“System” is an important word here. Using Pitzer’s definition, “concentration camp system” can mean mass detention centers, as there currently are in the U.S., or a “system” engaged in forced labor and mass murder, which was the case during the Holocaust. Those “systems” are radically different. The Auschwitz Museum tried to address that complexity, pointing out that Auschwitz was both a concentration camp and an extermination camp. It even offered a reading recommendation for those who want to go beyond a few tweets: Nikolaus Wachsmann’s “KL: A History of the Nazi Concentration Camps.”
While the story of Auschwitz is complex as it was both a concentration & extermination camp in a context of war & occupation, the 12-years history of development of concentration camps in Nazi Germany is more complicated. Read Nikolaus Wachsmann book “KL”: https://t.co/WN7E2ICesC pic.twitter.com/zr6oNydJHN
— Auschwitz Memorial (@AuschwitzMuseum) June 18, 2019
This complexity is one reason why some are urging the use of “detention camps” instead of “concentration camps” in discussing the southern border. For many, “concentration camp” connotes what Auschwitz eventually became — an extermination camp where nearly one million people were murdered.
Last comment on this: “concentration camp” is an extremely charged term and I get why many people are, in good faith, uncomfortable with its application for Godwin’s Law purposes among others. So let’s just call them “detention camps” and focus on what’s happening in them.
— Chris Hayes (@chrislhayes) June 18, 2019
What is happening at the border is a moral crisis. And it’s unquestionable that the policy of separating children from parents, to take one example of behavior at the border, is “without regard to legal norms.” But language absolutely matters, which is one of the lessons of the Holocaust. It defines how we explain reality to ourselves, and how reality is sold to us. As George Orwell famously warned in “Politics and the English Language,” political language “is designed to make lies sound truthful and murder respectable.”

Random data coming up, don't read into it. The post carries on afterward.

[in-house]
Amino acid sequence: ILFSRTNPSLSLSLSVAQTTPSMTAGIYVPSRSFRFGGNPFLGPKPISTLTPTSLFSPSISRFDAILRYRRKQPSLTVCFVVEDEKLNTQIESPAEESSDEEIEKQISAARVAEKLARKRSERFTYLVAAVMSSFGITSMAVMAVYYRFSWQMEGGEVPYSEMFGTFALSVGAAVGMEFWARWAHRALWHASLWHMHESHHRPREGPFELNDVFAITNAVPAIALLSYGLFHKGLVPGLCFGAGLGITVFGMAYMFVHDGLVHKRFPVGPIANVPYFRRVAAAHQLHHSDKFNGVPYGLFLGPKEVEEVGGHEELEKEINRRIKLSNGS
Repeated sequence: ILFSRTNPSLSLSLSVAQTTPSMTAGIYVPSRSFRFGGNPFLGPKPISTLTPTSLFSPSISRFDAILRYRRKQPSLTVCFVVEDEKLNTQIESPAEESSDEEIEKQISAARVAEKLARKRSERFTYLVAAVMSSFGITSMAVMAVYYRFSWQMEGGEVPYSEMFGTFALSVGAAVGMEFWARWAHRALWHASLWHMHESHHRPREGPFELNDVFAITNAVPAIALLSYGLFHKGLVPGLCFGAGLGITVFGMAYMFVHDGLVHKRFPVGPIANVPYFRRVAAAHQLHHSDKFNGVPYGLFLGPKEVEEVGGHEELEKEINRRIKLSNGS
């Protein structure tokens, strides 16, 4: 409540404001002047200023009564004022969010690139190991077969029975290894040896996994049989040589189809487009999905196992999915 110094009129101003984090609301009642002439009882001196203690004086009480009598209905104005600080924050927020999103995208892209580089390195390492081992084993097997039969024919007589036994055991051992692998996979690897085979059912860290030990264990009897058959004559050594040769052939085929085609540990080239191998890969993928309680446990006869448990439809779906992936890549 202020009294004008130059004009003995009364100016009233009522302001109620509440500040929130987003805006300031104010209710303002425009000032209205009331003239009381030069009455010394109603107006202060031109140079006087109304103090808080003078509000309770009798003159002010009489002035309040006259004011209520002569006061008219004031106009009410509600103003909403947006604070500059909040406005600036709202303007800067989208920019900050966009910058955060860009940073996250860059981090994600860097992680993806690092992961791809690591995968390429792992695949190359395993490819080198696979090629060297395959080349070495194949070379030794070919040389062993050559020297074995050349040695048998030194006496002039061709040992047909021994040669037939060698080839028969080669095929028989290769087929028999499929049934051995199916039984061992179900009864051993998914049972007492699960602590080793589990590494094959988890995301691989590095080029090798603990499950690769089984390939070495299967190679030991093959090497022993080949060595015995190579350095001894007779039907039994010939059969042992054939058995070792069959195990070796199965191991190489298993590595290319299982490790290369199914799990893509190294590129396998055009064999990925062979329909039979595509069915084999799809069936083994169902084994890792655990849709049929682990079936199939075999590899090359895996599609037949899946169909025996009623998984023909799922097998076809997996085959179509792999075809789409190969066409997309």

And given the influence of language, it’s worth thinking critically about how popular information sources like dictionaries and encyclopedias should move forward. American dictionaries should mention and explain Japanese internment camps, a shameful, under-discussed chapter in this country’s history. Maybe removing the mass murder of Jews from a dictionary entry on “concentration camp” — or moving it so far down in an encyclopedia entry that a casual reader might not even get to it — is a long-term problem in an era when a shocking percentage of millennials have not heard about the Holocaust. Maybe the U.S. Holocaust Museum’s language about concentration camps — “without regard to legal norms” — should be the norm.
Thanks to the discussion sparked by Ocasio-Cortez and Cheney, we’re beginning to learn what some standard sources of facts have left out. Now it’s time to think about what should be left in.
Aviya Kushner is The Forward’s language columnist and the author of “The Grammar of God” (Spiegel & Grau). Follow her on Twitter @AviyaKushner